The RVOT has distinct contraction patterns and responses to inotropic agents [27]. Under normal conditions, the infundibulum contracts ~20–50 msec after the body of the RV and maintains contraction into diastole [2830]. Sympathetic stimulation or norepinephrine injection can suppress this delay [31]. One might hypothesize that the infundibulum’s catecholamine response protects the pulmonary vasculature from high pressure during episodes of extreme exertion while maintaining advantageous peristaltic contraction. Keith’s early 20th-century hypothesis and more recent physiologic observations, therefore, are consistent with our findings that a dynamic RVOT gradient occurs more frequently in the presence of high cardiac output. On the other hand, this observation could simply reflect higher flow across a similar anatomic obstruction. RVOT anatomy (relatively long and narrow) would seem to predispose to such a response. A flow-based mechanism alone, though, could not explain the increase in gradient from supine to upright position, since cardiac output is lower in the upright compared with supine position [32]. The slow frequency response of a fluid filled catheter precludes comment on the timing of gradient during systole. Clarification of the underlying mechanism of the observed RVOT gradient will require more detailed investigation.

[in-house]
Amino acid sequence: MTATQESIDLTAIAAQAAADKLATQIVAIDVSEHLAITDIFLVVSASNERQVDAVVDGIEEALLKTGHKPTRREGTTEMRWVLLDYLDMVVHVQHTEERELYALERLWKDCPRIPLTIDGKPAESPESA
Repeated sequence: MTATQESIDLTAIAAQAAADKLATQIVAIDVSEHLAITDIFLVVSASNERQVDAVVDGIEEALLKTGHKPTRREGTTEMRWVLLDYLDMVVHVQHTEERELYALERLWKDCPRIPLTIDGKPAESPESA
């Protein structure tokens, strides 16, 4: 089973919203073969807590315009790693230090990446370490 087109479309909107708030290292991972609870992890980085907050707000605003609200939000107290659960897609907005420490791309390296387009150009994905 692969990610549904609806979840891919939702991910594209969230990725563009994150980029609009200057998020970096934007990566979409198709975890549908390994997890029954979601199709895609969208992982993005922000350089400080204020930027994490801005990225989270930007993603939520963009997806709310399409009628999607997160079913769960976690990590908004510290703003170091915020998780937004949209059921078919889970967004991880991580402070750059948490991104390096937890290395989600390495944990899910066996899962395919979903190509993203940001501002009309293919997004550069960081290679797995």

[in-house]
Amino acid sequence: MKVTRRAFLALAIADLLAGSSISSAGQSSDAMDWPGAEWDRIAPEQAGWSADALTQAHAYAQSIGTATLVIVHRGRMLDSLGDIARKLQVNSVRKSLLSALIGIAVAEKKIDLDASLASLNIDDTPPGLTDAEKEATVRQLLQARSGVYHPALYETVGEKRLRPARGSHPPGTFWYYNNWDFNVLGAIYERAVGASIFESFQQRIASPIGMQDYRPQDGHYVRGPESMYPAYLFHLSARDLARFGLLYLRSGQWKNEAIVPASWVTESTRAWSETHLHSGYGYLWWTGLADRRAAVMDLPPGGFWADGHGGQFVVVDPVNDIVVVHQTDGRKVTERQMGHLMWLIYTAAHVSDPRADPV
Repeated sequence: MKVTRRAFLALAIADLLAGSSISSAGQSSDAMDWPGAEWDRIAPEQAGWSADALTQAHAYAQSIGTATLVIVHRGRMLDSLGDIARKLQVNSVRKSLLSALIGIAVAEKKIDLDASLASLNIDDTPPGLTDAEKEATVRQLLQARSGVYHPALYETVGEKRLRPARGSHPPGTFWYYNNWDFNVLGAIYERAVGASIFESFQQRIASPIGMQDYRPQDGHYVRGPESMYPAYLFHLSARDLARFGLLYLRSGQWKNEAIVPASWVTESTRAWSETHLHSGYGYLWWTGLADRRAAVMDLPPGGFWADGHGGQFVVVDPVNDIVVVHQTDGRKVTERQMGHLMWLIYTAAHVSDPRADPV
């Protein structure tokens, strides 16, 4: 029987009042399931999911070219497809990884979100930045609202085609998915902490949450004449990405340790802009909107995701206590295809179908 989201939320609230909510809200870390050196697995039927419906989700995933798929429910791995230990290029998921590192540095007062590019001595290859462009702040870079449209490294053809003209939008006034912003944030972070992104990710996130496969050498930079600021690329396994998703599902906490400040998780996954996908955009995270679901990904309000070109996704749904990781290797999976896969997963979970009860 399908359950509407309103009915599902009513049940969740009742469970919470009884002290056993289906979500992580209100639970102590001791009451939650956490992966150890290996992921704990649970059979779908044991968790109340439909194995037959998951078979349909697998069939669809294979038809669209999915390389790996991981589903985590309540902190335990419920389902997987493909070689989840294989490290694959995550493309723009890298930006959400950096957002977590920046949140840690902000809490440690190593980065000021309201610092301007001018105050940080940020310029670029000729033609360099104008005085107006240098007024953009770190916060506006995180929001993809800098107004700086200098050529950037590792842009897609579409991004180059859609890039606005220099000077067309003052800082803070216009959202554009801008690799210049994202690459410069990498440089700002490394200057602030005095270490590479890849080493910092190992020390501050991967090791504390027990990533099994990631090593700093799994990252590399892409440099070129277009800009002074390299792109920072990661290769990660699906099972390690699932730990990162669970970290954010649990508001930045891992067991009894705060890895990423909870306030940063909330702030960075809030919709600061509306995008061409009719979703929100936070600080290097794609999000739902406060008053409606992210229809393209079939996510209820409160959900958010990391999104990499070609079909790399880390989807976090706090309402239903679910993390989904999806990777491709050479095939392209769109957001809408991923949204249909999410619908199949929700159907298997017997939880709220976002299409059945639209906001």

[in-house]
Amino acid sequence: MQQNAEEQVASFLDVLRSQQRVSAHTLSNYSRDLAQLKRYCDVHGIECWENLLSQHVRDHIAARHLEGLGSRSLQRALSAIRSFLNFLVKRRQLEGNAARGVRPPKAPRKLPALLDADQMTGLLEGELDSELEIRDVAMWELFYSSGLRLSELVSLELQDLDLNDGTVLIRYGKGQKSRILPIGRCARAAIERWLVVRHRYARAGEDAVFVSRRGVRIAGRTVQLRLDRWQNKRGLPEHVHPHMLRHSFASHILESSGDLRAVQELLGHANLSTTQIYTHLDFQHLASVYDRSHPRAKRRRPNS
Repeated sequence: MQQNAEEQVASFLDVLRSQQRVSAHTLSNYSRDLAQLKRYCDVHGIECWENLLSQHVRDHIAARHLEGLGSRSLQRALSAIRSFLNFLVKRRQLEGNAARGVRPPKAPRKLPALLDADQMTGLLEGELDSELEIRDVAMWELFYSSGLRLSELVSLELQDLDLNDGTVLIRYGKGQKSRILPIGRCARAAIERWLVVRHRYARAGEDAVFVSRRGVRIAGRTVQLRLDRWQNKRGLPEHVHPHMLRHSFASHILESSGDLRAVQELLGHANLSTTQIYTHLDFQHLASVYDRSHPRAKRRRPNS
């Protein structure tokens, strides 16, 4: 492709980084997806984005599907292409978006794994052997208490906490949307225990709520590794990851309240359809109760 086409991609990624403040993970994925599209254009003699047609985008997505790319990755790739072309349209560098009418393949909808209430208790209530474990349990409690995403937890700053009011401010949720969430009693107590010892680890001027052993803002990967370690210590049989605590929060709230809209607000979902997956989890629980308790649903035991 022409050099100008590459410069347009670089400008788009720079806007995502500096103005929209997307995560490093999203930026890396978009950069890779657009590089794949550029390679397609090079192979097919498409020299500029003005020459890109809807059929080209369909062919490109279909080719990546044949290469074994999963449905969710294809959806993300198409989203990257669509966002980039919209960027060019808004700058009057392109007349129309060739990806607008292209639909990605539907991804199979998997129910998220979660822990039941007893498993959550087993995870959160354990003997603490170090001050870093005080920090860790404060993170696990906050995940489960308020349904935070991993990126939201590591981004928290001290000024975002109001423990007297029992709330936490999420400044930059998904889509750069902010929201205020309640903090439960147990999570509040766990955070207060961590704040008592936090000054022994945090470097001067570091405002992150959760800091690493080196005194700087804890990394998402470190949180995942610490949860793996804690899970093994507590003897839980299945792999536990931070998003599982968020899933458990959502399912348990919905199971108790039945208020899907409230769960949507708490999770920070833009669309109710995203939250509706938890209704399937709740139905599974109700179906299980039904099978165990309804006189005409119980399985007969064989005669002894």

Whatever the underlying causes and consequences of dynamic RVOT obstruction with exercise, this finding has implications for the use of echocardiography to quantify pulmonary pressure response during exercise. The current data suggest echocardiography would substantially overestimate pulmonary artery systolic pressure in a subset of patients. This concern, though, may be more relevant when screening lower risk populations; there was a low prevalence of exercise pulmonary hypertension among patients with high RVOT gradients. Studies have shown that assessment of the pulmonary circulation during exercise can identify early or latent pulmonary vascular disease in patients at risk of developing pulmonary hypertension [10, 12, 33]. It may also help define underlying pathophysiology among patients with high-normal pulmonary artery pressure, who are at increased risk for adverse outcomes [34]. An abnormal pulmonary vascular response during exercise has furthermore been associated with decreased exercise capacity and development of resting pulmonary arterial hypertension, highlighting the clinical importance of ‘exercise-induced’ pulmonary hypertension and the possible role for noninvasive screening in high-risk patient subgroups [3538].